Look, I tried to make this interview not come off so cheesy. I tried to avoid the corny jokes and snafu of food puns that riddled my last in-depth profile. But seeing as cheese and corn are both main ingredients of Emily’s signature “Seduction” Casserole, Mac and Corn 2.0, the conversation naturally veered off to the deliciously lighthearted. And that’s not such a bad way of describing her just-published cookbook, Casserole Crazy: Hot Stuff for Your Oven!.
As Emily Farris‘ first cookbook, Casserole Crazy culls the best examples of that one-dish comfort food from a wide range of sources, including herself. Nostalgic favorites like Classic Tuna Noodle Casserole and nouveau innovations like Beet and Potato au Gratin are all represented throughout its 125 recipes. Easy to flip through and find your next supper, the book even features recipes by superstars Bobby Flay, Donatella Arpaia and Camille Becerra. But of course I love the fact that it contains so many homespun recipes from average-folk friends and family of Emily’s (including me!). There’s also an Introduction by Julie & Julia author Julie Powell.
But how did Emily get so casserole crazy and what were her motives for spreading this disease? I got to dine at Emily’s on her Beefy Mac Casserole, wine and lots of cheese for a super formal interview-cum girl talk.
When I hear “casserole” I think distinctly unsexy, middle-American home cooking. Are you trying to give it a makeover by calling it “Hot Stuff For your Oven?” Or embrace the kitsch?
I hesitate to use the word kitsch because casseroles are something that I’m very earnest about. I grew up in the Midwest [Missouri] on casseroles. When I moved to New York eight years ago, my roommate and I threw this party. I made a Mac and Corn Casserole, and this one friend, a total food snob, ate three servings of it. I thought, whoa, I’m onto something here — I need to revive casseroles. I think that anything you make from the heart can be really sexy. Anything that’s personal to you, or that you spent time on.
Is that how the famous Casserole Party got started?
The Casserole Party began as an idea to get people excited to come over, make casseroles and eat with us. People bail on parties a lot, but if there was a competition and you had to RSVP for it, people suddenly got serious. The first two Casserole Parties were held in my apartment. By the third one, we had so many entries that I had to move it to a nearby restaurant, Brooklyn Label. That’s where the next one will be held, too [on November 10th, FYI! --Ed.].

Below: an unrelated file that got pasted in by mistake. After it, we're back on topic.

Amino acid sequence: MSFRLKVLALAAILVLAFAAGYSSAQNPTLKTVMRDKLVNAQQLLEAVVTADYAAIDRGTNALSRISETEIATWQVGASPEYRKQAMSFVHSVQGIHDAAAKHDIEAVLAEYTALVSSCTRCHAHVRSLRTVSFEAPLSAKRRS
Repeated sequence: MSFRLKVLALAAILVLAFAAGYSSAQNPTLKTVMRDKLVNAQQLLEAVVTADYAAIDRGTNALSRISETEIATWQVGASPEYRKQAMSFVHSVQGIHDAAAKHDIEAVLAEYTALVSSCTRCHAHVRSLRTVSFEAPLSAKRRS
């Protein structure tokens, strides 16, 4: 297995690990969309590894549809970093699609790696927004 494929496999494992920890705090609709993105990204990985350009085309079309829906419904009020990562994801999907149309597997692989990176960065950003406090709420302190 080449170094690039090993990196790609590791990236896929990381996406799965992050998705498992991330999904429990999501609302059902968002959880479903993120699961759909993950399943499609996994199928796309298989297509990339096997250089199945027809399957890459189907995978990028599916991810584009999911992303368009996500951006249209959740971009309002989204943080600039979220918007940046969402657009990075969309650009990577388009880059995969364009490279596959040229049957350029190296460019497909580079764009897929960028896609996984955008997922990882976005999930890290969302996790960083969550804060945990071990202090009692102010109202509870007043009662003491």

How do you define a casserole, and what’s the most important ingredient?
I say casseroles are two or more ingredients, mixed, not layered, and baked with some sort of liquid. Structure-wise, there should be moisture, something that will bind it all together. As for ingredients, almost all of my casseroles call for one large white onion. But I think the recipes are really about inspiration — I’m not one to stick to recipes. So if you like cheddar and Gouda, for instance [the combination of cheeses in the Beefy Mac Casserole we were eating --Ed.], you can replace it for something else in another dish, or create something new with it.
Why do we so often associate casseroles with canned foods?
It was economic at the time casseroles were being made popular. A “casserole” is technically the baking dish, so when it was being marketed to housewives in the 1950′s, companies includied little cookbooks for one-dish recipes and such. And back then, anything canned was considered modern, too. From the 1980′s on, people have moved away from canned food a lot, but people who make casseroles for economic thriftiness still use it. A lot of my recipes swap fresh for canned food — like my Sweet Potato Not Pie was sort of my take on my dad’s favorite canned candied yams.
So is the casserole a distinctly American food?
What we think of when we hear the word is probably Midwestern, suburban family-style meals, or “hotdishes” as they call it in Minnesota. But there are a lot of similar foods in other cultures, like enchiladas, lasagna, baked kugel or ziti.
Is there a reason casseroles haven’t been embraced by restaurants too much?
Well, going back to casseroles being the dish itself, yes. But a lot of restaurants are serving casserole-like foods. Like mac and cheese, there’s tons of it — people crave comfort food. Paloma has a great poblano gratin on the menu. Casserole cooking is more about the method than the presentation — when you bake, all the flavors mix. And casseroles are not so pretty by nature.
What’s this about you and a bunch of guys named John?
It’s a project in the works, called Dinner with John. It’s going to be based on a series of 52 dinners I’ll make for different guys named John.
Can’t wait to see how that goes. Finally, who do you think your book is for?
I think that it’s a book for people who like to eat and don’t always have a lot of time. It’s not for people who are really trying to impress someone, but it’s about accessibility — there aren’t really any recipes that you can’t find all the ingredients for in an average grocery store. That’s what I was going for.